90 Day Fiance and Mail Order and War Brides


Everyone has a guilty pleasure, and mine just happens to be 90 Day Fiance: Happily Ever After? on TLC, Sunday nights. (repeated throughout the week) I can tell you that TLC rounded up some real “sweethearts” this season and I wonder if they went out of their way to find “love” to shock us all.

Most of these male candidates on the new edition of the series are so much older than their future brides and I swear they act like they shouldn’t be allowed within 300 feet of their local high school.

The show’s shock and awe premise is based on couples who must marry someone they’ve met from another country in 90 days, or their special US “K-1 fiance visa” is revoked and the partner is sent packing.

Brides have been coming to this country for years in one form or other. There were mail-order brides which originated on the western frontier in the 19th century.  At that time, the number of men in the west far outnumbered the number of available women. Lonely farmers and ranchers would seek wives from “Back East” by placing ads in newspapers and magazines.  Interested women would write back and send photographs, and the couple did not usually meet in person until the woman showed up for her wedding to a man whom she had never actually met face-to-face.

My Grandmother was a War Bride after the first world war. In Cowansville, Quebec there were many women who had married military personnel in times of war or during their military occupations of foreign countries.

Mary Louise Deller Knight said she found herself coming over to Canada in a ship loaded with women. The war brides came because of the man they loved, and most brides had no idea what life in Canada would be like. They arrived tired dusty and weary, and some were met by their husbands and some had no one as their husbands were still deployed in the service.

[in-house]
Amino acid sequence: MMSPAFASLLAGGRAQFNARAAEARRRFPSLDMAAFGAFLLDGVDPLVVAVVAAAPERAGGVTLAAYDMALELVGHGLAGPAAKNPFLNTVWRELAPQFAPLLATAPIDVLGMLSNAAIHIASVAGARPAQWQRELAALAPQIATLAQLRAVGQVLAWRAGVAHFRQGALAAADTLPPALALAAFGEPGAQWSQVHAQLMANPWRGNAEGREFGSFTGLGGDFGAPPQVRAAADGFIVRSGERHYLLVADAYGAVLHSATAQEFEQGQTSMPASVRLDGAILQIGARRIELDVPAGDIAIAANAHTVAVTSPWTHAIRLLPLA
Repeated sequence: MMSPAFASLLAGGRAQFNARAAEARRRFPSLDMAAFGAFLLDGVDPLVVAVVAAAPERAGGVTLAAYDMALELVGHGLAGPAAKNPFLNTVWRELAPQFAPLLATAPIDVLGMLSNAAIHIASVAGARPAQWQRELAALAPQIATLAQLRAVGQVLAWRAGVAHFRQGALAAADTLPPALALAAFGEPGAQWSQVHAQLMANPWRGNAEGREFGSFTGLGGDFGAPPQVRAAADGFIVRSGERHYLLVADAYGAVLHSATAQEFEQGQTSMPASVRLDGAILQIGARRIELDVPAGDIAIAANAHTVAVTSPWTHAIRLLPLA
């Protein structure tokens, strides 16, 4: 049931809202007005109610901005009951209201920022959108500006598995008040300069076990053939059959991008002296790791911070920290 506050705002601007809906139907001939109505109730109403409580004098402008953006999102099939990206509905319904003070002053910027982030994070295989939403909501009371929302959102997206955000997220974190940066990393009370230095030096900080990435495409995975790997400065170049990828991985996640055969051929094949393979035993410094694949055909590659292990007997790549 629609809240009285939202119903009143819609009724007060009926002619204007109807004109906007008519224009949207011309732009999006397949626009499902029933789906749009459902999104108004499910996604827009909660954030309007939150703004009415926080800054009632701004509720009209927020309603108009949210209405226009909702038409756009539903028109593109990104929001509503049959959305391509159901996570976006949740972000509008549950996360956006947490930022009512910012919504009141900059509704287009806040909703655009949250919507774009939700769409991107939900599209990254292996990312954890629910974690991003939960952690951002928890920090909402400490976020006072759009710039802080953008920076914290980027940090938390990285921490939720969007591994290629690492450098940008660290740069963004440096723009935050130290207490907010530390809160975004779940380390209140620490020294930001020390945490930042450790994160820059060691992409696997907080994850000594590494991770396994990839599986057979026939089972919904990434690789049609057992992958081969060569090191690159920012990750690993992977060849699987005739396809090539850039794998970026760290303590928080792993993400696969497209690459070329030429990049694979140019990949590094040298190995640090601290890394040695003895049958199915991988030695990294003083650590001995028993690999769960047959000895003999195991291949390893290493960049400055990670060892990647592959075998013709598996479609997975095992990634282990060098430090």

My Grandmother was invited to a wedding shower within a few months of her arrival, and she went with a smile, but had no idea what it was. She thought that a shower was just a form of hospitality from a neighbour blessed with water. Mary Louise used to complain about the Canadian weather from the day of her arrival until she went back to visit England in the early 60s. She returned  from the UK saying she would never go back there because she froze the whole time because of their terrible heating system.

For a not-so-fortunate few, there were disappointments. The government had only undertaken to pay travel fares one way—so an unwelcome or unhappy war bride with no means of returning to her family faced a precarious situation. Eventually, they found help, from the Red Cross, sympathetic neighbours or communities, and managed to return to their families in Britain. In 1946 a total of 61,200 war brides and children came to Canada after WW11 and only 50 disgruntled women announced their return to England because of Canada’s high prices and housing and clothing shortages. Life wasn’t the romantic dream for Brit women who married a soldier.